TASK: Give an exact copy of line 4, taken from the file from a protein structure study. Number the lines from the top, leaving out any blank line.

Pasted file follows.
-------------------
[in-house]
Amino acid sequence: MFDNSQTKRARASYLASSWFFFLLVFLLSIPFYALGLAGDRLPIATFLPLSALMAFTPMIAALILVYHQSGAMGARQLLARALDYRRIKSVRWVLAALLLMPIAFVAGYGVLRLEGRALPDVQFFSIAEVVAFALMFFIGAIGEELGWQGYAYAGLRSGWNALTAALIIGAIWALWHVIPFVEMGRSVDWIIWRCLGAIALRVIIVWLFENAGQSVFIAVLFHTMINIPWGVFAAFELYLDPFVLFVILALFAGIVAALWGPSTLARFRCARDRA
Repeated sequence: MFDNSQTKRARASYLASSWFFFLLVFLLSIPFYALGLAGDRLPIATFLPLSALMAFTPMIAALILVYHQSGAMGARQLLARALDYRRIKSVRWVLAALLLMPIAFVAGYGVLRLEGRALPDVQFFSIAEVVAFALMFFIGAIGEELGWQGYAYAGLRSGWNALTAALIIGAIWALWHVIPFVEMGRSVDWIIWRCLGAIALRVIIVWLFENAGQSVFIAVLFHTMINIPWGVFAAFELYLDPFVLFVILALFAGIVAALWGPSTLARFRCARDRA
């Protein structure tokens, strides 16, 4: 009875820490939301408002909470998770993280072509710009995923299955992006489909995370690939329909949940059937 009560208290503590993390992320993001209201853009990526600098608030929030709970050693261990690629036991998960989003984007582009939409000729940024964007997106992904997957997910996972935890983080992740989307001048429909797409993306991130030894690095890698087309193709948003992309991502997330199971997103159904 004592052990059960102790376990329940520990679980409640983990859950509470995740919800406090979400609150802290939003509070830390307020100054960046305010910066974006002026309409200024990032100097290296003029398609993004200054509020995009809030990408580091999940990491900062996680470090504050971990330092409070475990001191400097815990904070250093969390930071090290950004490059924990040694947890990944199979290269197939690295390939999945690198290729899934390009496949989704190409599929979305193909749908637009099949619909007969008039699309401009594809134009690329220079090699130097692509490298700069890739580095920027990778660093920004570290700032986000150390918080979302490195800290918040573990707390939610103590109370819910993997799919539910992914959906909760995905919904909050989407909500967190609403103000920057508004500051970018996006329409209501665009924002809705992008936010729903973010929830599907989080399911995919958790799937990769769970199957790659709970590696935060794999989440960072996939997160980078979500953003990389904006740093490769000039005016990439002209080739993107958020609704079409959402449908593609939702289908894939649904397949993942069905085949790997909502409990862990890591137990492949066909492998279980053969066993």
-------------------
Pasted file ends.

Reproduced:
């Protein structure tokens, strides 16, 4: 009875820490939301408002909470998770993280072509710009995923299955992006489909995370690939329909949940059937 009560208290503590993390992320993001209201853009990526600098608030929030709970050693261990690629036991998960989003984007582009939409000729940024964007997106992904997957997910996972935890983080992740989307001048429909797409993306991130030894690095890698087309193709948003992309991502997330199971997103159904 004592052990059960102790376990329940520990679980409640983990859950509470995740919800406090979400609150802290939003509070830390307020100054960046305010910066974006002026309409200024990032100097290296003029398609993004200054509020995009809030990408580091999940990491900062996680470090504050971990330092409070475990001191400097815990904070250093969390930071090290950004490059924990040694947890990944199979290269197939690295390939999945690198290729899934390009496949989704190409599929979305193909749908637009099949619909007969008039699309401009594809134009690329220079090699130097692509490298700069890739580095920027990778660093920004570290700032986000150390918080979302490195800290918040573990707390939610103590109370819910993997799919539910992914959906909760995905919904909050989407909500967190609403103000920057508004500051970018996006329409209501665009924002809705992008936010729903973010929830599907989080399911995919958790799937990769769970199957790659709970590696935060794999989440960072996939997160980078979500953003990389904006740093490769000039005016990439002209080739993107958020609704079409959402449908593609939702289908894939649904397949993942069905085949790997909502409990862990890591137990492949066909492998279980053969066993």